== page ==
What is 'Life Expectancy'

Life expectancy in social science is the statistical age until which a person can be expected to live.

BREAKING DOWN 'Life Expectancy'

Life expectancy is a statistical measure used for a variety of purposes in the financial world. Life expectancy is generally recorded as a person's expected lifespan from birth (age 0) and can be represented as either an expected mean or as the true average age of individuals born in that year (which can only be calculated after all people born that year have passed away).

Human life expectancy has been rapidly increasing over the past two hundred years, particularly in developing countries. Today, the average life expectancy in the United States is 78.8 years. However, this is often a poor measure of an individual's life expectancy – if an individual makes it past infancy, for example, their life expectancy has already increased substantially. Similarly, more educated individuals tend to live longer.

Life Expectancy Calculation

Life expectancy is calculated by national statistical agencies in most countries and is used for many financial purposes, most importantly for insurance premiums. Insurance companies use life expectancy tables provided by the IRS to determine your premiums for life insurance. Insurance companies are trying to minimize their liability risk, and life expectancy is the primary factor in determining an individual's risk factor. Insurance companies consider age, lifestyle choices and family medical history when determining premium rates for individual life insurance policies.  

Your life expectancy is also a major factor when arranging annuity payments with an insurance company. In an annuity contract, the insurance company agrees to pay you an agreed-upon amount of money for an established period of time or until your death. It's important to take life expectancy into account when negotiating annuity contracts: if you agree to a certain time-period for the insurance payouts, it is tantamount to an estimation of how long you expect yourself to survive. You can also elect to use a single-life annuity payment plan, in which annuity payments will cease after your death.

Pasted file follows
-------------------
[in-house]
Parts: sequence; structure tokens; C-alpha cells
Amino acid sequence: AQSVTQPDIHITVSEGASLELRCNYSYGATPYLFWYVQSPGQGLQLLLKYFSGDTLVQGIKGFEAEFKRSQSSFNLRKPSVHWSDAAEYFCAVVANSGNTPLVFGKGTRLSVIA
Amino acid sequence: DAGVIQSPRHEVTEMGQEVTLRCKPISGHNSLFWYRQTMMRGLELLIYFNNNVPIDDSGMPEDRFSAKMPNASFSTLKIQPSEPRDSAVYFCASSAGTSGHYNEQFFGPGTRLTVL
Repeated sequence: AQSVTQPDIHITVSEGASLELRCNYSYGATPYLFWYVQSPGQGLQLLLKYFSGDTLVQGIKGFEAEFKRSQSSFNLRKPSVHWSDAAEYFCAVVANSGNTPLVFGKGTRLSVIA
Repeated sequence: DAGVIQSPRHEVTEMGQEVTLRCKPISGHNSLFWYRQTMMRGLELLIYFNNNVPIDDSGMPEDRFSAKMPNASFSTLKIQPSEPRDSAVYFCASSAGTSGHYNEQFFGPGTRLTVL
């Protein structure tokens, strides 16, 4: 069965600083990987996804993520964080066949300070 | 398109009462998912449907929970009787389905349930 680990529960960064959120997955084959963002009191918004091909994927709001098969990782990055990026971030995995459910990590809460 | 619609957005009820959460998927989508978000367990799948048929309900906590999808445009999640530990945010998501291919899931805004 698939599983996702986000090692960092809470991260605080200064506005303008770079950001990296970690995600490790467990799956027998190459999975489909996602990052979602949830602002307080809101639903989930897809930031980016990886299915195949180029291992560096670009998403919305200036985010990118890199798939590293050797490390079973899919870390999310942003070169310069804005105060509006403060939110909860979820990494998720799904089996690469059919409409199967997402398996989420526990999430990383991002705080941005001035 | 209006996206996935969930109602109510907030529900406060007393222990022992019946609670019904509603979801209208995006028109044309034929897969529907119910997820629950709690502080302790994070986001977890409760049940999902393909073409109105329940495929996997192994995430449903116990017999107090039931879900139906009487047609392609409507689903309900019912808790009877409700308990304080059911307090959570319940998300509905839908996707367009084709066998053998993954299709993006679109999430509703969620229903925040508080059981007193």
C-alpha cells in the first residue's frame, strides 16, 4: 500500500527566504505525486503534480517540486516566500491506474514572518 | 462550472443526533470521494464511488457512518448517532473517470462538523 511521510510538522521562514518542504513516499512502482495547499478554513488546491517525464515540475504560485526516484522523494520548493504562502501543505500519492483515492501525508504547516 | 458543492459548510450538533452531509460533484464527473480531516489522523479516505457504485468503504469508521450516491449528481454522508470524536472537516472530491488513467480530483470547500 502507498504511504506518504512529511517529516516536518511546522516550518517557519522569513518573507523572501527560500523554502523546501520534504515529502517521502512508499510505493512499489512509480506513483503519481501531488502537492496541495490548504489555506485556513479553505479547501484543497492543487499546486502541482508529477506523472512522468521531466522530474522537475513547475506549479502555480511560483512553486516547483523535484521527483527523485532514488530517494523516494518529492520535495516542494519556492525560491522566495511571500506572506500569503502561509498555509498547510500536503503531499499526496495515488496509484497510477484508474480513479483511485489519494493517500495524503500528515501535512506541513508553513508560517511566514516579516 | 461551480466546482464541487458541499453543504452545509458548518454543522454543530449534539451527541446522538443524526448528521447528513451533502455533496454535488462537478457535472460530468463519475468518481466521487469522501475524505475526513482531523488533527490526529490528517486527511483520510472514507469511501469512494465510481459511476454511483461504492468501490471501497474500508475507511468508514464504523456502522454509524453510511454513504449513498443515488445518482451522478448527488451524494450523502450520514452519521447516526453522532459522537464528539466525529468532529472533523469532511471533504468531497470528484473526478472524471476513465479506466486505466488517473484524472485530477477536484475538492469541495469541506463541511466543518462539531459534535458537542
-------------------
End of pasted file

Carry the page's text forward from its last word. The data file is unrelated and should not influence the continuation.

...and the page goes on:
Life expectancy is also important for retirement planning. Retiring workers arrange their retirement plans based on a prediction of how long they expect themselves to live. While most individuals or couples employ a planner to assist them in their retirement planning, personal, rather than statistical, life expectancy is a major factor in the character of a retirement plan. When couples are planning for retirement (or for annuity payments) they often use a joint life expectancy, in which they take the life expectancy of their partner (who may become the beneficiary of a retirement fund or annuity plan) into account as well.  

Most retirement plans, including the Traditional & Roth, SEP and SIMPLE IRA plans also use life expectancy to determine the implementation of required minimum distributions (RMD) for a plan participant. Most retirement plans require a participant to begin distributing at least the RMD by the time the reach the age of 70.5 (an age that itself has been determined using the IRS life expectancy tables).  Some qualified plans may allow RMD distribution to begin at a later date.

 

 

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